True love never dies, baby. At least that is what one lady hopes is true in order to save a beloved ficus tree in her hometown. She loves that bad boy so much, she decided to marry it.
Karen Cooper betrothed a tree in her hometown in order to protest potential removal. According to the News Press, she got the idea from a group of women in Mexico who do a similar activity in hopes of drawing attention and thereby public support against deforestation.
The tree became the center of a neighborhood controversy when city staff began discussing cutting it down last year. Cooper, who lives in the Valencia Terrace neighborhood that includes the tree's riverfront park, began mobilizing to save it, an effort that culminated with the waterfront nuptials Saturday, complete with flowers, music, a tree-decorated wedding cake and a canine ring-bearer named Little Bear.
Though rooted on city property, some of the Indian laurel's 8,000-square-foot canopy and root system extends to a neighboring lot, for sale for $1 million.
Last year, would-be buyer Jeff Romer asked the city what his legal responsibilities to the tree would be. "All I was doing was my due diligence on the lot," he told the Fort Myers Beautification Advisory Board at its last meeting. "If I'm allowed to touch the tree, trim the tree, prune the tree ... because I don't want to be liable if the tree falls over onto the neighbor's house."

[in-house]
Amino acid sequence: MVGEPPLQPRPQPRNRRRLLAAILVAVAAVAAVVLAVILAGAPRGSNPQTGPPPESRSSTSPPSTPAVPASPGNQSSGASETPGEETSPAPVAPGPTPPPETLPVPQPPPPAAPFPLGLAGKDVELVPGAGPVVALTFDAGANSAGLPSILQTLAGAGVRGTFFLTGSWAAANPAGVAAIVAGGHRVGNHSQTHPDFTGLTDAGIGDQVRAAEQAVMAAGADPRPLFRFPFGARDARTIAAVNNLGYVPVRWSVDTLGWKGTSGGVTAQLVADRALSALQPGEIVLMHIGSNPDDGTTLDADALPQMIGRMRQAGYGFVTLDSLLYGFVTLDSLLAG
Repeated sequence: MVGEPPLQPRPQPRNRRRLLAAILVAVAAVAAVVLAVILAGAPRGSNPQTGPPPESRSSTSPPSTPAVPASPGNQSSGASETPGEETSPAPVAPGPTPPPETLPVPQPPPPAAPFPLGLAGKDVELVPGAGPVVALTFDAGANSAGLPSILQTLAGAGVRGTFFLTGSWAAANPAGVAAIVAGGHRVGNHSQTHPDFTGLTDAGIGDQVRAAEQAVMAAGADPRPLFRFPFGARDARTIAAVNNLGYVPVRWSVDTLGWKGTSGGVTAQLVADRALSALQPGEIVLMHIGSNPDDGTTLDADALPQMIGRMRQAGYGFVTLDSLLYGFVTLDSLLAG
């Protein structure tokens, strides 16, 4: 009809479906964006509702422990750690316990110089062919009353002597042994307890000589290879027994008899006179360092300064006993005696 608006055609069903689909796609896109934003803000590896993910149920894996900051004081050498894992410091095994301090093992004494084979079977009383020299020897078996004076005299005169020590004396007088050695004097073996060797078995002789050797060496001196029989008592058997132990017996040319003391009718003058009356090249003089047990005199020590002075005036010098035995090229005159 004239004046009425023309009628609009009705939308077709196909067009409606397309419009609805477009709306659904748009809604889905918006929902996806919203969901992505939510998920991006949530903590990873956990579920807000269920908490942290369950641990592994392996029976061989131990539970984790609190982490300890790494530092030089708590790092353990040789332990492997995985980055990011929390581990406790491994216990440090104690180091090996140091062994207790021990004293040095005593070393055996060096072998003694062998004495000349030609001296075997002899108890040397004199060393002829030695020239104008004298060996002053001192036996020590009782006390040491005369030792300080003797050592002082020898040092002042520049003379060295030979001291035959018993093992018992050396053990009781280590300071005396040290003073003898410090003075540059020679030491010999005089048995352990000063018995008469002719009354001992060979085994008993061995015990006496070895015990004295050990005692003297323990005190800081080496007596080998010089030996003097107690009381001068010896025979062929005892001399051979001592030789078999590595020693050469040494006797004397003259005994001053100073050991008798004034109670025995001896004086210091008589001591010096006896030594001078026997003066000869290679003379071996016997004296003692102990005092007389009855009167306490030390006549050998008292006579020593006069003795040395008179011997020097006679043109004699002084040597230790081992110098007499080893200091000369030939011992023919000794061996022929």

Neighbors of Snell Family Park in Fort Myers are hoping to save an old fig tree that shades the park. The owners of the lot next to the park want the tree cut down.
After a site visit last December the city's public works department OK'd the tree's removal after the beautification board had been notified. In February, the board discussed spending $13,000 to cut down the sprawling tree and replacing it with smaller geiger trees.
Once neighbors got wind of those plans, the protests started: phone calls, posters, fliers and, most recently, Cooper's Saturday wedding, at which she and several other white-dressed women vowed to honor and protect it before some 50 onlookers.
Supposedly, it worked.
"But even though the city appears to be backing away from its initial plans to cut down the ficus, its fate remains uncertain, Cooper points out.
"It's still not saved," she said.. "It's still not decided, and that's what I don't understand. If the arborist says it can be trimmed and if ... Jeff Romer stood up at the last meeting and said I never asked for the tree to be cut down, and if we all in the neighborhood don't want it to, why are we still talking about cutting the tree down?"
It appears obvious that the tree is not going anywhere. If there is some major update, this story will reflect it. But for now, let us look back to a decade ago and to one of the greatest Youtube videos of all time. A group of hippies in 2008 in North Carolina screamed their hearts out in a wooded glen in order to show their love for trees. It truly is must watch TV. Never change tree huggers, never change.